It's hard to imagine the nightmare the real-life Solomon Northup faced as a free man who was tricked, drugged, and sold into slavery in 1841. But 12 Years a Slave, the Oscar-winning film based on Northup's 1853 biography, offers valuable insight into his experience.
The movie picked up the Best Picture and Best Adapted Screenplay trophies at this year's Academy Awards — along with a Best Supporting Actress score for ingenue Lupita Nyong'o, who brought heartbreaking courage and vulnerability to the role of Patsey.
The movie was filled with important lessons about love and life, especially from the resilient Solomon. Here are just a few that we took away.
1. Never miss a chance to tell your loved ones how you feel.
Though it's told through flashbacks in 12 Years, Solomon (played by Chiwetel Ejiofor) was a family man through and through. And keeping their memory alive in his heart was his key to surviving. After the abuse and torturous work, his previous life as a free man could have felt like nothing more than a dream. It's his memories of his wife and kids that helped set him free.
2. Friendships are sometimes the most important relationships.
Solomon met and bonded with a few fellow slaves. At first, he planned to go up against the ship's crew that transported kidnapped slaves to the South, but the first man to attack was stabbed and killed immediately. Then, there's Solomon's bond with Patsey (Lupita Nyong'o ). It's both heartbreaking and beautiful. She turns to him in her darkest hour of despair. Just one look between the two of them reveals their unspoken feelings. And in the end, you felt how badly Solomon wanted to save her from the fixated wrath of Epps, their master.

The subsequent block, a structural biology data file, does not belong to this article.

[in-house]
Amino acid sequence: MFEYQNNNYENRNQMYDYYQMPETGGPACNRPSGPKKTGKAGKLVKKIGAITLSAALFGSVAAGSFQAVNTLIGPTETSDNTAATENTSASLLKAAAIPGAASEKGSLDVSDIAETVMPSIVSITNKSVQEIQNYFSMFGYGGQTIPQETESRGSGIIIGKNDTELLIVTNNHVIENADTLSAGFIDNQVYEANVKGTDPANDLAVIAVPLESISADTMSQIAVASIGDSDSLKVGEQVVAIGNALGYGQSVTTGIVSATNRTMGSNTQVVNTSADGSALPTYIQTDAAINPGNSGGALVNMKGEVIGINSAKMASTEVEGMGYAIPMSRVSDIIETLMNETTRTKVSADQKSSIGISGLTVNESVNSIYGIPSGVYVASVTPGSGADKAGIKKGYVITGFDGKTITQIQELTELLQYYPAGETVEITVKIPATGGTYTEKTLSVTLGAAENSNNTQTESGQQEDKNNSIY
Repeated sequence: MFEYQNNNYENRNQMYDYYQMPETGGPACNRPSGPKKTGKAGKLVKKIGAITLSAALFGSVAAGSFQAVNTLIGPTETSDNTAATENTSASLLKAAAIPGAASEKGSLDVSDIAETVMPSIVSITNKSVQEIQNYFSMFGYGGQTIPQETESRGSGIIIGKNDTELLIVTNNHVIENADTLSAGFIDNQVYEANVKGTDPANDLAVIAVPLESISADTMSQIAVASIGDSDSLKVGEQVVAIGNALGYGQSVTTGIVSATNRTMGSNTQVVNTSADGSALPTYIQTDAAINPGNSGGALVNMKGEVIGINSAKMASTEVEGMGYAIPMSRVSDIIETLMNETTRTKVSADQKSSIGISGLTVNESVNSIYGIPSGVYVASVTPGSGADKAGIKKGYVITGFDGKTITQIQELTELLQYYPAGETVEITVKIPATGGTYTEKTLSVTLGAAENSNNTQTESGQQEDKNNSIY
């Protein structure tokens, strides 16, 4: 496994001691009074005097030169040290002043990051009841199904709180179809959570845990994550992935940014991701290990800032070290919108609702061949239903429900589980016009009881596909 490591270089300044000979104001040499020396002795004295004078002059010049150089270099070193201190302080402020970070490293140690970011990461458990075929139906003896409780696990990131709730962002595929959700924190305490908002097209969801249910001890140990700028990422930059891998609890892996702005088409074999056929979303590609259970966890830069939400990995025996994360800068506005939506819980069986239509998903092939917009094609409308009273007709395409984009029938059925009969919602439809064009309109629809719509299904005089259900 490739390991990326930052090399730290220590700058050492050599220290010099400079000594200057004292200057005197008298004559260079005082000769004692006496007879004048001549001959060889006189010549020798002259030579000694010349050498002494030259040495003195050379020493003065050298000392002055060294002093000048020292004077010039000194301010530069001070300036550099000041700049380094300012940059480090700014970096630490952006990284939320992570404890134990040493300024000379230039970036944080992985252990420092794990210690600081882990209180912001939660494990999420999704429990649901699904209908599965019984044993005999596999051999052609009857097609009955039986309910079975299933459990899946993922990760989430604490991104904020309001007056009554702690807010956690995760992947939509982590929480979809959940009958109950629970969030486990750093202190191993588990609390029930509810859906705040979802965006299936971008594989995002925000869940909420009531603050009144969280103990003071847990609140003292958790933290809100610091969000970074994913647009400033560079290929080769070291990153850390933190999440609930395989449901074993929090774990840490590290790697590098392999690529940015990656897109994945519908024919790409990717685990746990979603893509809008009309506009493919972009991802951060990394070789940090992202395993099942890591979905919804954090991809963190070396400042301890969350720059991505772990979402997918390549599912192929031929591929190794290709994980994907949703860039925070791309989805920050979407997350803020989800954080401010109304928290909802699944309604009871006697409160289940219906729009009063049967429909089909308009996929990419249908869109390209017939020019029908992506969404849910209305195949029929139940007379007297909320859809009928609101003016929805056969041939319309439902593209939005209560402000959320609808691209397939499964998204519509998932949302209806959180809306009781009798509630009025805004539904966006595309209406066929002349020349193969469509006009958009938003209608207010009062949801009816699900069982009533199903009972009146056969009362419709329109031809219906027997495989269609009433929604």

3. You will find people to trust you and believe in you.
Before his kidnapping, Solomon was a well-respected man in his town. Then, he saw the inhumanity of the white slave owners in the South. He didn't allow this reality to change his perception of all white men and women. He certainly would not have been rescued had he not taken a leap of faith and confided in a traveling white Canadian carpenter and abolitionist. At some points in your life, you have to follow your gut and hope for the best.
4. Love can keep you alive.
One of the most unforgettable scenes in the movie? When Solomon carved his wife and kids' names into the violin gifted to him by his first master. The simple ability to keep his family in his heart without showing his heartbreak was key to Solomon's resilience and survival.
5. Love can be lost, but never forgotten.
Though it's no spoiler that Solomon did regain his freedom after 12 years of slavery, his family had to eventually move on when they couldn't track his whereabouts. They didn't move on right away, but his kids grew up and started families of their own. When they are reunited, Solomon speaks first by saying, "I apologize for my appearance. But I have had a difficult time these past several years." Despite all he's been through, he doesn't ask for sympathy. He wanted them to know he didn't leave them or ever stop thinking about them.
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